Mr Robertson delivered his Budget 2018 speech last Thursday.

"In keeping with my well-deserved reputation for modesty, I made that comment in jest at the end of my post-Budget speech on Friday when there were no questions from the audience, indicating that all 600 of them were happy with the Budget," Mr Robertson said. 

Ms Adams replied: "If that comment was in jest, were the tax deductions only available to good looking horses also a joke?" 

Budget 2018 allowed for $4.8 million over four years for tax deductions for costs of high-quality horses intended for breeding. 

"Absoultely not," Mr Robertson said. 

Winston Peters then quipped up, saying, "now that the subject has been raised by the opposition, is it the government's intention in its bloodstock policy with respect to races, to pay the money out to horses that can look good, or run fast?"

Mr Robertson said the intention was instead to support "horses that could breed other horses that both look good and run fast". 


Most read story: Man denied insurance cover over honest mistake - 'It's not fair, it's rubbish'

Note: This story was first published on Monday May 21

Shane has been denied income cover by insurance company because he failed to tell them of a condition unrelated to a rare nerve disorder that's kept him off work. Source: Fair Go

Shane Laker was diagnosed four years ago with a rare nerve disorder, trigeminal neuralgia, which causes him severe pain in his head, neck and right arm.

Shane’s been unable to work, he’s had to sell his share of his flooring business and he’s selling his family home.

He claimed on his income protection insurance with Partners Life, but they voided his insurance entirely because he had failed to disclose three unrelated conditions on his insurance application form.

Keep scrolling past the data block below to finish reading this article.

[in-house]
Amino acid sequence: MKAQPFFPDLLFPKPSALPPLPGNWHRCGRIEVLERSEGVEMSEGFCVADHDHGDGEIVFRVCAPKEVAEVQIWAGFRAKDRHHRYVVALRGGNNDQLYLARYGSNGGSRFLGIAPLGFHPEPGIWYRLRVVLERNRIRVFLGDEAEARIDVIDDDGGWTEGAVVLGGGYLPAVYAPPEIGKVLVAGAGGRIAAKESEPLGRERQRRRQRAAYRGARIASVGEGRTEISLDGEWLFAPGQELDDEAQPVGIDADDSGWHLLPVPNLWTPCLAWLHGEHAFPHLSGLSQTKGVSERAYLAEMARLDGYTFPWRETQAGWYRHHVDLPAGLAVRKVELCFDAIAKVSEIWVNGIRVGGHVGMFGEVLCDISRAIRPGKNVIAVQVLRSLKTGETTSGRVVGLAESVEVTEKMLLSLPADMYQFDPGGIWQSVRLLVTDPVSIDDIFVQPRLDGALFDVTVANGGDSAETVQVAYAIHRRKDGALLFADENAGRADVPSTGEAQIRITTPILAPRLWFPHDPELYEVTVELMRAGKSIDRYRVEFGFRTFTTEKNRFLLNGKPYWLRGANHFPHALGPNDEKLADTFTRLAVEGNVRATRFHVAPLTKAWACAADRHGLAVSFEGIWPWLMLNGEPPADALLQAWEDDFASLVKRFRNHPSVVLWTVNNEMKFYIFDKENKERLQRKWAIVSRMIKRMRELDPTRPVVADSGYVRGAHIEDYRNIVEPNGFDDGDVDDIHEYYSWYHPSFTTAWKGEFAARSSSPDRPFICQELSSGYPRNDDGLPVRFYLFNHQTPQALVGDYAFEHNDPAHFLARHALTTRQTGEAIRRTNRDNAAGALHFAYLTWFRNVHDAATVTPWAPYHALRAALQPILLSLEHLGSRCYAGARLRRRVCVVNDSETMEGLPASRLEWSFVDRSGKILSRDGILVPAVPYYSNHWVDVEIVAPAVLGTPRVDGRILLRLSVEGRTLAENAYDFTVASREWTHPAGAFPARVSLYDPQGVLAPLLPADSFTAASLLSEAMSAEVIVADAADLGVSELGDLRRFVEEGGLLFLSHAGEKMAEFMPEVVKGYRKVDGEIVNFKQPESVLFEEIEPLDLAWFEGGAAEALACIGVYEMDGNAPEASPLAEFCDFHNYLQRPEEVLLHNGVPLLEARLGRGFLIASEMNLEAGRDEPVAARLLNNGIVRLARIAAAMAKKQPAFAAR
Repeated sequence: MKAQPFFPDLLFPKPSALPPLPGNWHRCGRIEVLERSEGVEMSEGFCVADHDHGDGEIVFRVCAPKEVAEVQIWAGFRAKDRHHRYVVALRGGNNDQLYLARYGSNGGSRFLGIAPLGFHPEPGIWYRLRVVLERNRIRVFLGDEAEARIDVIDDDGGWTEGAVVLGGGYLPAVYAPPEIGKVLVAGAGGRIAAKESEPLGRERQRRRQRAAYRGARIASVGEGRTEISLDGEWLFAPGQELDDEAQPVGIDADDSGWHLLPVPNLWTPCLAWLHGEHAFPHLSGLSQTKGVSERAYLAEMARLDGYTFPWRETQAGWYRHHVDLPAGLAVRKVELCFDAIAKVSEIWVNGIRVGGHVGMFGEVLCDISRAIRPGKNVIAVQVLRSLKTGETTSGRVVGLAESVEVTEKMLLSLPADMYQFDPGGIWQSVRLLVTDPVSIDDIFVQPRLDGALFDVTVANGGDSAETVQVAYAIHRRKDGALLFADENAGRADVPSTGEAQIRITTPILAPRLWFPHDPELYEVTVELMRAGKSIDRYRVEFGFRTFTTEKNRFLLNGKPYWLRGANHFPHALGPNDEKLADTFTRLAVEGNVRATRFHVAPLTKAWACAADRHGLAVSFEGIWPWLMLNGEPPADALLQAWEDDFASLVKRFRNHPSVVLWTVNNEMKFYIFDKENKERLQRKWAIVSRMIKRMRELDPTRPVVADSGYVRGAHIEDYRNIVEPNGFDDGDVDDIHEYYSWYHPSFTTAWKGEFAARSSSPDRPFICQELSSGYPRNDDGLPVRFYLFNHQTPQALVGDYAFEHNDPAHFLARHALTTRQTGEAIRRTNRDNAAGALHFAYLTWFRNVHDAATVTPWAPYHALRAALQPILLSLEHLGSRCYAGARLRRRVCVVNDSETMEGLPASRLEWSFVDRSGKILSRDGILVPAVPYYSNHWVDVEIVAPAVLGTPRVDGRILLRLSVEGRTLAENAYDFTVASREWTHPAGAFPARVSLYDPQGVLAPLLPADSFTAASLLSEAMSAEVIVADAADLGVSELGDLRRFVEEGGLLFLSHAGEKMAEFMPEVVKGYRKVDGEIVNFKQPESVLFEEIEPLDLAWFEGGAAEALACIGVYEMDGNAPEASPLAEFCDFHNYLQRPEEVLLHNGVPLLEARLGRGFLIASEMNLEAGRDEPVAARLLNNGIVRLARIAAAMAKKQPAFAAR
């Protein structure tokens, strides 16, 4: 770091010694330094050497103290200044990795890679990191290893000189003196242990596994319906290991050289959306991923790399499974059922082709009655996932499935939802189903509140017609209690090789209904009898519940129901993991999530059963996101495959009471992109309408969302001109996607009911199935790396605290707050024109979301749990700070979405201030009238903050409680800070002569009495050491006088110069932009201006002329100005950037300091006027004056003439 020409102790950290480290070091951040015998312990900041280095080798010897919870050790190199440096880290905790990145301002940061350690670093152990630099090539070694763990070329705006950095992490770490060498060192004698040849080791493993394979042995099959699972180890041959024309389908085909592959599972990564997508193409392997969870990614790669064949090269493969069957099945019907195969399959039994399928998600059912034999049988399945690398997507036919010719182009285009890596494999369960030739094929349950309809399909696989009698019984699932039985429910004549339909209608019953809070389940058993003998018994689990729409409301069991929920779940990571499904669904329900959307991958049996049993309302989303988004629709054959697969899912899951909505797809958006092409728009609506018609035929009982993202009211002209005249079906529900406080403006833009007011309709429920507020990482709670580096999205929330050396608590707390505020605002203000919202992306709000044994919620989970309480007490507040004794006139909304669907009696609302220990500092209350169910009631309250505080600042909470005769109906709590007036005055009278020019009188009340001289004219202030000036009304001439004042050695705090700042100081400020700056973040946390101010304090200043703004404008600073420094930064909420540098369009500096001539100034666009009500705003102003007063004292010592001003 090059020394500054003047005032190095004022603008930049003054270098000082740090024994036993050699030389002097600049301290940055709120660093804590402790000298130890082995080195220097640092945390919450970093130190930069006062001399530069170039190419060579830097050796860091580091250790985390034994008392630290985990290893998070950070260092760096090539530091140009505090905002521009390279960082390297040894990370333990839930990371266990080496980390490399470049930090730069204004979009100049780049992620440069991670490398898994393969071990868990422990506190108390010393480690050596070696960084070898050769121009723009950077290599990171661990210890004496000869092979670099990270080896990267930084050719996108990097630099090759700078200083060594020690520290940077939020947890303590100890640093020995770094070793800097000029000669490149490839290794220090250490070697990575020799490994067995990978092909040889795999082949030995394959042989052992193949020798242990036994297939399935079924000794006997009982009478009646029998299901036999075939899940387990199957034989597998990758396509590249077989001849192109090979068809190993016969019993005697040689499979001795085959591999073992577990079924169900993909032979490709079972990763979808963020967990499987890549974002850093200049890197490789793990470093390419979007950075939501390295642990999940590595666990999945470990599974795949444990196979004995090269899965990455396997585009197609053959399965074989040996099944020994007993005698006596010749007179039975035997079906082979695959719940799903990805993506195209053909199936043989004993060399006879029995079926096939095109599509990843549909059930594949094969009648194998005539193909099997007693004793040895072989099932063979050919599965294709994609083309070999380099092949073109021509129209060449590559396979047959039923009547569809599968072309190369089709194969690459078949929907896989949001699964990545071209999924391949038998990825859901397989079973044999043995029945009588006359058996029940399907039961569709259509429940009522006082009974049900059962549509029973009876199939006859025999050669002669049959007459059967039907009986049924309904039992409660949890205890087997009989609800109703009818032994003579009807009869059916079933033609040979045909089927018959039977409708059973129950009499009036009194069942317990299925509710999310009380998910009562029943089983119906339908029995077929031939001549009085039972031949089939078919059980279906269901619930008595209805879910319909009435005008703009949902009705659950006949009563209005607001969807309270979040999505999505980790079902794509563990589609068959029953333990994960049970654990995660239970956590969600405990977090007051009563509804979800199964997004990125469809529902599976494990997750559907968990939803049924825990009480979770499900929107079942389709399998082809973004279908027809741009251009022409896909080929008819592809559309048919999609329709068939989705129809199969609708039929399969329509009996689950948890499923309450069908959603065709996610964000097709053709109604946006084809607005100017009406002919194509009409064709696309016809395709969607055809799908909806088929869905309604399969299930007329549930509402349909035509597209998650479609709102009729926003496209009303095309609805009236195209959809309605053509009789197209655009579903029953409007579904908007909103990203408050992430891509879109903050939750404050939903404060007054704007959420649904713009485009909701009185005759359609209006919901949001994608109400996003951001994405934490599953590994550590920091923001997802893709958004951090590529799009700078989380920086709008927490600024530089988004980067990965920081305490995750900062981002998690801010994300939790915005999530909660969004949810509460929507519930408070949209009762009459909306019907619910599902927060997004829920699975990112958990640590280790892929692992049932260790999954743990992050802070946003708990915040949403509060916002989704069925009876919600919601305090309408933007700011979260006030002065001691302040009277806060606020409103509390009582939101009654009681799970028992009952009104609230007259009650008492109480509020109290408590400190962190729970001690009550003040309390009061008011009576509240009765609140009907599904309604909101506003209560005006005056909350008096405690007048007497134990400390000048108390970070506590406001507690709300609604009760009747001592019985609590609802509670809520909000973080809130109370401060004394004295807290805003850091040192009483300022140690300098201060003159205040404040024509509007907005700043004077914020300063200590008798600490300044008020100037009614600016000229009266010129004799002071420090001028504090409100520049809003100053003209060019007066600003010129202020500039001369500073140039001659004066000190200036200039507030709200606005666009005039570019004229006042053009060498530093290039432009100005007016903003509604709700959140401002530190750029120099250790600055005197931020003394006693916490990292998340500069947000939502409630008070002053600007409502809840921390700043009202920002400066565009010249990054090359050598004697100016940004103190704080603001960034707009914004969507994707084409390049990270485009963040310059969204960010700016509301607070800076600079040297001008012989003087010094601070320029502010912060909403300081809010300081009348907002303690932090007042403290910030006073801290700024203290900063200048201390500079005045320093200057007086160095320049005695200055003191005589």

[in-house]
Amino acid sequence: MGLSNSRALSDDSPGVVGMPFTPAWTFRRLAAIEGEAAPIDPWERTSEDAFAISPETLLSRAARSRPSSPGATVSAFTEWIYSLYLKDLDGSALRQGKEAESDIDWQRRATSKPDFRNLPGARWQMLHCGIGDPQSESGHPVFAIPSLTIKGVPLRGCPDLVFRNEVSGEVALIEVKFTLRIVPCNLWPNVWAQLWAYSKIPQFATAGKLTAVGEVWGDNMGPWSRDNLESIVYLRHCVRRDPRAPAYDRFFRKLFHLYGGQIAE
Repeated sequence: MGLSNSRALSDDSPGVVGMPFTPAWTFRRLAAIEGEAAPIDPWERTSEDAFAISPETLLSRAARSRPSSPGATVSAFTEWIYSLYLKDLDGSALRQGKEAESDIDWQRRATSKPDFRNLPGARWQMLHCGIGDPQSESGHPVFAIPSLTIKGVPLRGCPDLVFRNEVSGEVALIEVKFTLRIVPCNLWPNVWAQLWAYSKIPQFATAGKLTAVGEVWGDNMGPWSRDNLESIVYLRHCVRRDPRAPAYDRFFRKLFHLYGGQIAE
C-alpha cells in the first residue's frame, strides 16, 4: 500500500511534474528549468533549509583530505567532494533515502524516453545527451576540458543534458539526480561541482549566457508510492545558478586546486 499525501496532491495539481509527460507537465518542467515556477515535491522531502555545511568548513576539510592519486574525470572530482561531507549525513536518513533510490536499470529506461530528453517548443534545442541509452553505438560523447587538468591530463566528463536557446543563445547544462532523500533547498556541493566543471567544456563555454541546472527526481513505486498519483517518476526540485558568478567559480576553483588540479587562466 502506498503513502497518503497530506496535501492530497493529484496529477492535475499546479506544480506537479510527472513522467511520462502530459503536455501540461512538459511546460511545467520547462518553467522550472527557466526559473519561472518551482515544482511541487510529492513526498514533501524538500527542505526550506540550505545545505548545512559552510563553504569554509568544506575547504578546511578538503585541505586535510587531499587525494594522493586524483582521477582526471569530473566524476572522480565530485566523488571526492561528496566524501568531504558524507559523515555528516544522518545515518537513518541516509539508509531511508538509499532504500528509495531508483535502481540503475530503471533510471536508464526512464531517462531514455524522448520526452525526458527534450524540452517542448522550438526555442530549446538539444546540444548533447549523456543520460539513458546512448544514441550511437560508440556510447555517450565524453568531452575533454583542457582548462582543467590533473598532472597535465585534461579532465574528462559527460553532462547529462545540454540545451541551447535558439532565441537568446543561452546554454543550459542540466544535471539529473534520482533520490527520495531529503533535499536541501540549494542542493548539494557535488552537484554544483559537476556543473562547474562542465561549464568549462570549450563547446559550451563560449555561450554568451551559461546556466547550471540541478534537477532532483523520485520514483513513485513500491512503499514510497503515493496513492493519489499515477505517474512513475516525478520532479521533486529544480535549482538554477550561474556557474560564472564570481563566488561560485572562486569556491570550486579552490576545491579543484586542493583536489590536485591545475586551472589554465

The insurers said a combination of undisclosed sleep apnoea, high blood pressure and high cholesterol readings, meant Shane would not have been accepted for insurance in the first place.

Shane’s insurance form was 32-pages long and required a huge amount of current - and historical - medical information,  but it did not require either Shane or Partners Life to verify that information prior to sign up.

After Shane made his claim, Partners Life accessed all his medical records and found the undisclosed information.

Partners Life say they cannot allow clients to get payouts they would not have been entitled to had they made disclosure, and cannot accept “I forgot” or “I didn’t think it was important” as reasons for non-disclosure.

They say their applications are easy to understand, and they ask for health information that any client should know. Partners Life's decision to deny Shane’s claim was supported on review by the Insurance Ombudsman as being both reasonable and in-line with prudent underwriting practice.

Shane wants to see a law change so that innocent or mistaken non-disclosure like his case, is not cause for voiding insurance, and he wants the insurer to have to access and assess medical records prior to sign-up.  

Change may be underway though.

Consumer Affairs Minister Kris Faafoi has now asked for public submissions on an insurance law review which will include the non-disclosure issue, and other issues like unfair contract terms and insurers’ conduct.

More information on the insurance law review can be found here.